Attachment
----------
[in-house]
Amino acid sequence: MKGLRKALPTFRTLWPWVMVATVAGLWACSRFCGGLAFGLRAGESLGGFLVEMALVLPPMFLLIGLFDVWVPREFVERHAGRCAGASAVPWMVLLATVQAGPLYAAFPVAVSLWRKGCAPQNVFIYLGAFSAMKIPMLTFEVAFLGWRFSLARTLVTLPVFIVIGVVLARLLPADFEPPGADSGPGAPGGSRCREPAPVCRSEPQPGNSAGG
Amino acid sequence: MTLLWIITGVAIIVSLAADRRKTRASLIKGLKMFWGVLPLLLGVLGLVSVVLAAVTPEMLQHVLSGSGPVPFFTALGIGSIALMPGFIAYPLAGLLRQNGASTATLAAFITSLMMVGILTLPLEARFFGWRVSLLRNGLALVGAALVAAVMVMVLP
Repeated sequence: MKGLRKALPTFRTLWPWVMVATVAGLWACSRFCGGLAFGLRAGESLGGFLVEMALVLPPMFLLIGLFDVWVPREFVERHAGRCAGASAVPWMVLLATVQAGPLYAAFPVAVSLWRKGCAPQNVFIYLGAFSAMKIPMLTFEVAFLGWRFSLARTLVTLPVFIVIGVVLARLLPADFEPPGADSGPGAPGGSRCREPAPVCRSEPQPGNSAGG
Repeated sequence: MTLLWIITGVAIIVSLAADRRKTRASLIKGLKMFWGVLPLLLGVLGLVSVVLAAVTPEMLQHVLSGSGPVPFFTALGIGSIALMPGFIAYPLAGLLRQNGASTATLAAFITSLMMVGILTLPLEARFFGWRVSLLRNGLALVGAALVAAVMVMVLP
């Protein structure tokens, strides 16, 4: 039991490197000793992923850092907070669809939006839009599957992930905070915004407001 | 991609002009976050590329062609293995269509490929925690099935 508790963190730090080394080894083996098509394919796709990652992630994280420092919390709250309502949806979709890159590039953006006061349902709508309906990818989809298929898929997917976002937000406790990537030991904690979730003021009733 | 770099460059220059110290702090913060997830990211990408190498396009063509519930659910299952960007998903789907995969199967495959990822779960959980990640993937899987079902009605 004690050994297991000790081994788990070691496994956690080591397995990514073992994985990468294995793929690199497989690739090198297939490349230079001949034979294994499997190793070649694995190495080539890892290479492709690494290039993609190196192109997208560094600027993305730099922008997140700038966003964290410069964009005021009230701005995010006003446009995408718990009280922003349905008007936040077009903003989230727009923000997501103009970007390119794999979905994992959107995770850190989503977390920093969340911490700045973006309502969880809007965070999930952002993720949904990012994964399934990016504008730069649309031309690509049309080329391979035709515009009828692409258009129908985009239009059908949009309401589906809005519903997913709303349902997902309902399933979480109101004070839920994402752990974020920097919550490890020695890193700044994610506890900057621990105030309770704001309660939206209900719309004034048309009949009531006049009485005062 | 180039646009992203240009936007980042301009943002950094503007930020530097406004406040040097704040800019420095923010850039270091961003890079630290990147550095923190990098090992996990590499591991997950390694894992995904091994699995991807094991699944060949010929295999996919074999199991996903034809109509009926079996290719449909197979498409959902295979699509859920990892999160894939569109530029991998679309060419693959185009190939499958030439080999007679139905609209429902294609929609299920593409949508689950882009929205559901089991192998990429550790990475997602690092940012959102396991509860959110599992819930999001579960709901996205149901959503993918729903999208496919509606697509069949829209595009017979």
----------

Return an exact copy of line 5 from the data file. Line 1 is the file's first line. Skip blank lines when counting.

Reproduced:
Repeated sequence: MTLLWIITGVAIIVSLAADRRKTRASLIKGLKMFWGVLPLLLGVLGLVSVVLAAVTPEMLQHVLSGSGPVPFFTALGIGSIALMPGFIAYPLAGLLRQNGASTATLAAFITSLMMVGILTLPLEARFFGWRVSLLRNGLALVGAALVAAVMVMVLP